The case was not dismissed for lack of a properly registered copyright (subject matter jurisdiction), but because plaintiff lacked sufficient right to assert the copyright (standing). Because the case was dismissed with prejudice for lack of standing, defendants were prevailing parties and an attorney’s fee award was warranted.

Continue Reading Attorney’s Fees Awarded After Dismissal for Lack of Standing

HyperQuest, Inc. v. N’Site Solutions, Inc., No. 08 C 483, 2008 WL 1968554 (N.D. Ill. May 1, 2008) (Shadur, Sen. J.).
Judge Shadur dismissed plaintiff’s copyright infringement case for lack of subject matter jurisdiction. Plaintiff argued that it was the exclusive licensee of the copyright. But the Court held that plaintiff’s license was nonexclusive because licensor retained various rights, including, the rights to:
Make derivative works;
Reproduce the work; and
Sell the copyrighted software.
But the Court’s adoption of defendants’ reply was its most notable feature:
To that end [defendants’] Reply addressed fully every aspect of [plaintiff’s] attempt to characterize itself as an exclusive licensee . . . and it completely scotched HQ’s position. Because the Reply has covered the waterfront so thoroughly and persuasively, this Court finds it unnecessary to reiterate the analysis there piece by piece-instead it simply adopts [defendants’] presentation as proffered in the Reply.

Continue Reading Court Adopts Defendants’ Reply and Denies Jurisdiction

Prominent Consulting LLC v. Allen Bros., Inc., No. 07 C 6357, 2008 WL 373217 (N.D. Ill. Feb. 11, 2008) (Dow, J.).
Judge Dow held that the Court had jurisdiction over plaintiff Prominent Consulting’s (“PC”) copyright claim and denied defendant Allen Brothers’ motion to stay based upon Colorado River abstention. The Court had subject matter jurisdiction over PC’s copyright infringement claim – based on source code PC wrote for Allen Brothers’ websites – because the claim was not controlled solely by the parties’ contract. At least some of PC’s copyrights existed before the parties entered the contract because PC wrote some of the code before signing the contract.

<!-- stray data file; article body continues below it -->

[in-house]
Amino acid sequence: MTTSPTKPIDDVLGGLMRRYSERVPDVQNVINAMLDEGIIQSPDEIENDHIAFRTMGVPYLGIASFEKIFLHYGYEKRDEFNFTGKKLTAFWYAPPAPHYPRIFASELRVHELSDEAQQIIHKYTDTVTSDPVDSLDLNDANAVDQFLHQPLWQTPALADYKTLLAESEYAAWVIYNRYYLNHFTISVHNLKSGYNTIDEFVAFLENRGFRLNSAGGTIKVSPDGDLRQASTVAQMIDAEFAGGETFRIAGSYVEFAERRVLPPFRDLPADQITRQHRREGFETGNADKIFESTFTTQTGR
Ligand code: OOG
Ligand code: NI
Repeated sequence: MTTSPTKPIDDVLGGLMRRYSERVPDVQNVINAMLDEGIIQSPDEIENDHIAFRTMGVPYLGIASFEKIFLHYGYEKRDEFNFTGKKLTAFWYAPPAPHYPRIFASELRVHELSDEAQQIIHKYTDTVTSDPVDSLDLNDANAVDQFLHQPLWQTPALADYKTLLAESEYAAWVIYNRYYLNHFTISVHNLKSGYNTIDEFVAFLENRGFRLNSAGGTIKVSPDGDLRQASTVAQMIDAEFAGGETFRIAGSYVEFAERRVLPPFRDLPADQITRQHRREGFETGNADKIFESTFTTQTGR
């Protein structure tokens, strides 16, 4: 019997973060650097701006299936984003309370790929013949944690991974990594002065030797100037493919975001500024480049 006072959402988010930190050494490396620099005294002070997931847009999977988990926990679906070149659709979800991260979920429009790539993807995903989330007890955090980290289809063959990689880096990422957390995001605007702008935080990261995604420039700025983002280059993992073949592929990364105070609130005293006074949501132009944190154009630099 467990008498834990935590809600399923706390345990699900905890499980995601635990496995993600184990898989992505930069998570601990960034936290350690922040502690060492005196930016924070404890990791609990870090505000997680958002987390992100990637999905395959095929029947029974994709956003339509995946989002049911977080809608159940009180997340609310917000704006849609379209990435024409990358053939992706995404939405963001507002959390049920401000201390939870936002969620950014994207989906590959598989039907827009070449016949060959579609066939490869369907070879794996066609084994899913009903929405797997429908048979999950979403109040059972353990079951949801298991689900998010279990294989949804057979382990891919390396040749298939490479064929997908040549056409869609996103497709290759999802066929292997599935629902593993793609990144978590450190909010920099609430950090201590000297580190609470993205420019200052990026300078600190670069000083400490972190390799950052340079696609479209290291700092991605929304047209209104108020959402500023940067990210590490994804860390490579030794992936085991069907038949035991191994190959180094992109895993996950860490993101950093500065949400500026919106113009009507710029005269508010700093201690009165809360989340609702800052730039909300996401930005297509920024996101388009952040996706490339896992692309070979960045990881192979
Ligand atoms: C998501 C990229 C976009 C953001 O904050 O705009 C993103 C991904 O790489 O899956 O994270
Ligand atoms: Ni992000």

The case appeared ripe for Colorado River abstention: the parties were involved in state court proceedings paralleling the federal case; both cases arose out of the parties’ website-related agreement; and PC’s available relief was identical in each case because PC’s late federal registration prevents statutory copyright damages. But the Court’s exclusive jurisdiction over the copyright claim prevented abstention. The Court cited Colorado River for the proposition that district courts lack discretion to stay cases involving exclusively federal claims.

Continue Reading No Colorado River Abstention in Copyright Cases

Goss Int’l Ams., Inc. v. A-Am. Mach. & Assembly Co., No. 07 C 3248, 2007 WL 4294744 (N.D. Ill. Nov. 30, 2007) (Gettleman, J.).
Judge Gettleman denied defendant’s Fed. R. Civ. P. 12(b)(1) motion to dismiss plaintiff’s copyright for lack of subject matter jurisdiction. Plaintiff alleged that defendant violated plaintiff’s copyrights in its simplified machine drawings of its commercial printing machines by placing them on the internet without authorization. The Court held that plaintiff’s simplification of its drawings and addition of part numbers were sufficient to meet copyright’s originality requirement. The Court also looked to the Fifth and Eighth Circuits and held that the registration requirement was met when plaintiff filed its copyright registration, as opposed to when the Copyright Office acted on it. In this case, plaintiff filed its application in May 2007 and was waiting on registration as of the date of the opinion. The Court reasoned that because plaintiff would also have a cause of action if the registration was denied, there was no reason to make plaintiff wait until the Copyright Office acted.

Continue Reading Application for Copyright Registration Creates Subject Matter Jurisdiction